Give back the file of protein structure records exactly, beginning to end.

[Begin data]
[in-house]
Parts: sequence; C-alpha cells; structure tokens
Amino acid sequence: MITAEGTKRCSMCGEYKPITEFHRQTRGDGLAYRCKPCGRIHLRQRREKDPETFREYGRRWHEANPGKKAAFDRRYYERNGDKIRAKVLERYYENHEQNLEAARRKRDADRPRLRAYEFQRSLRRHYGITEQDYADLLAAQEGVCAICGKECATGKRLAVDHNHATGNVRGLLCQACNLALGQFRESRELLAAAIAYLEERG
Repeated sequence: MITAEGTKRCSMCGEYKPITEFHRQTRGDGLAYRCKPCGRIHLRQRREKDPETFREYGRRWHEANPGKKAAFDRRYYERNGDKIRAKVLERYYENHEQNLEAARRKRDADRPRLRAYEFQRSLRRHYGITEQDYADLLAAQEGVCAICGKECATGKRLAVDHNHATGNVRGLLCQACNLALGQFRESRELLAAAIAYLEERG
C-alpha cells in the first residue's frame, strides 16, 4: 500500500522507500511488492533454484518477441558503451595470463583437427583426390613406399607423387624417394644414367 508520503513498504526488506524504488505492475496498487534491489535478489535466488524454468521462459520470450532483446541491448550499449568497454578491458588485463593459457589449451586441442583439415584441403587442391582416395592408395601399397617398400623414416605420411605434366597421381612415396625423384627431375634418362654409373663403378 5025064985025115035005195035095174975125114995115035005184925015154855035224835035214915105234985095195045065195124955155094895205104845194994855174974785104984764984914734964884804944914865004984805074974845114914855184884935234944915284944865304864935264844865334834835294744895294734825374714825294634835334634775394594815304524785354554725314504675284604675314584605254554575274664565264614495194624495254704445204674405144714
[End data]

[in-house]
Parts: sequence; C-alpha cells; structure tokens
Amino acid sequence: MITAEGTKRCSMCGEYKPITEFHRQTRGDGLAYRCKPCGRIHLRQRREKDPETFREYGRRWHEANPGKKAAFDRRYYERNGDKIRAKVLERYYENHEQNLEAARRKRDADRPRLRAYEFQRSLRRHYGITEQDYADLLAAQEGVCAICGKECATGKRLAVDHNHATGNVRGLLCQACNLALGQFRESRELLAAAIAYLEERG
Repeated sequence: MITAEGTKRCSMCGEYKPITEFHRQTRGDGLAYRCKPCGRIHLRQRREKDPETFREYGRRWHEANPGKKAAFDRRYYERNGDKIRAKVLERYYENHEQNLEAARRKRDADRPRLRAYEFQRSLRRHYGITEQDYADLLAAQEGVCAICGKECATGKRLAVDHNHATGNVRGLLCQACNLALGQFRESRELLAAAIAYLEERG
C-alpha cells in the first residue's frame, strides 16, 4: 500500500522507500511488492533454484518477441558503451595470463583437427583426390613406399607423387624417394644414367 508520503513498504526488506524504488505492475496498487534491489535478489535466488524454468521462459520470450532483446541491448550499449568497454578491458588485463593459457589449451586441442583439415584441403587442391582416395592408395601399397617398400623414416605420411605434366597421381612415396625423384627431375634418362654409373663403378 5025064985025115035005195035095174975125114995115035005184925015154855035224835035214915105234985095195045065195124955155094895205104845194994855174974785104984764984914734964884804944914865004984805074974845114914855184884935234944915284944865304864935264844865334834835294744895294734825374714825294634835334634775394594815304524785354554725314504675284604675314584605254554575274664565264614495194624495254704445204674405144714